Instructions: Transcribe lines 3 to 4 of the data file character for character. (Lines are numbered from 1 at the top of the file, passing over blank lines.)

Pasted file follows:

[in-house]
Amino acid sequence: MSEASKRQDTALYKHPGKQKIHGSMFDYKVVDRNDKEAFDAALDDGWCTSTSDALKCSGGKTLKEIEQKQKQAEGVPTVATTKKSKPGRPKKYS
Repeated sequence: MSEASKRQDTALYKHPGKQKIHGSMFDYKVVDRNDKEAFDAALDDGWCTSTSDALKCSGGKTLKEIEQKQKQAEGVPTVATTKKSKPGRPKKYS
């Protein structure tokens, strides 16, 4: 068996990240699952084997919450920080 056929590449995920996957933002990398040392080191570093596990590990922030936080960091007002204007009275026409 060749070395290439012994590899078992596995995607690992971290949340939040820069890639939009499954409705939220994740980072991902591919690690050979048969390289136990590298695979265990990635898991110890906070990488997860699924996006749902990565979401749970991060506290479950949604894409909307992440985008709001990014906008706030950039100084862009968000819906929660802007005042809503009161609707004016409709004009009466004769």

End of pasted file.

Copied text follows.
Repeated sequence: MSEASKRQDTALYKHPGKQKIHGSMFDYKVVDRNDKEAFDAALDDGWCTSTSDALKCSGGKTLKEIEQKQKQAEGVPTVATTKKSKPGRPKKYS
């Protein structure tokens, strides 16, 4: 068996990240699952084997919450920080 056929590449995920996957933002990398040392080191570093596990590990922030936080960091007002204007009275026409 060749070395290439012994590899078992596995995607690992971290949340939040820069890639939009499954409705939220994740980072991902591919690690050979048969390289136990590298695979265990990635898991110890906070990488997860699924996006749902990565979401749970991060506290479950949604894409909307992440985008709001990014906008706030950039100084862009968000819906929660802007005042809503009161609707004016409709004009009466004769």